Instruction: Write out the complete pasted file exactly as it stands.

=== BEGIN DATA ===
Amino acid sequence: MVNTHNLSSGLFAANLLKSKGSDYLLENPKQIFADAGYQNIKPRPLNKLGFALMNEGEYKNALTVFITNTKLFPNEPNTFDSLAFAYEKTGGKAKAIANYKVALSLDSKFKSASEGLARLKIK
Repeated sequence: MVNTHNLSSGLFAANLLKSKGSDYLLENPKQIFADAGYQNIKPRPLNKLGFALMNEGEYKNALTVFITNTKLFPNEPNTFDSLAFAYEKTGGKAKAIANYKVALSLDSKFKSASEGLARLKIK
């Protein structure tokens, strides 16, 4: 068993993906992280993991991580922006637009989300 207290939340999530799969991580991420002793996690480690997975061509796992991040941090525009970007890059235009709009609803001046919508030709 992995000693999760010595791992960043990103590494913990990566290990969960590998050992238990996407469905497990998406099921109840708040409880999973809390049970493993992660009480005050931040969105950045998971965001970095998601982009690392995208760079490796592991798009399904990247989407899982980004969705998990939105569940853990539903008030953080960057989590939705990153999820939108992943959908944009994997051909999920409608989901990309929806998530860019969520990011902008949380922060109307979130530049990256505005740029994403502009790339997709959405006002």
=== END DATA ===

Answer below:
Amino acid sequence: MVNTHNLSSGLFAANLLKSKGSDYLLENPKQIFADAGYQNIKPRPLNKLGFALMNEGEYKNALTVFITNTKLFPNEPNTFDSLAFAYEKTGGKAKAIANYKVALSLDSKFKSASEGLARLKIK
Repeated sequence: MVNTHNLSSGLFAANLLKSKGSDYLLENPKQIFADAGYQNIKPRPLNKLGFALMNEGEYKNALTVFITNTKLFPNEPNTFDSLAFAYEKTGGKAKAIANYKVALSLDSKFKSASEGLARLKIK
């Protein structure tokens, strides 16, 4: 068993993906992280993991991580922006637009989300 207290939340999530799969991580991420002793996690480690997975061509796992991040941090525009970007890059235009709009609803001046919508030709 992995000693999760010595791992960043990103590494913990990566290990969960590998050992238990996407469905497990998406099921109840708040409880999973809390049970493993992660009480005050931040969105950045998971965001970095998601982009690392995208760079490796592991798009399904990247989407899982980004969705998990939105569940853990539903008030953080960057989590939705990153999820939108992943959908944009994997051909999920409608989901990309929806998530860019969520990011902008949380922060109307979130530049990256505005740029994403502009790339997709959405006002």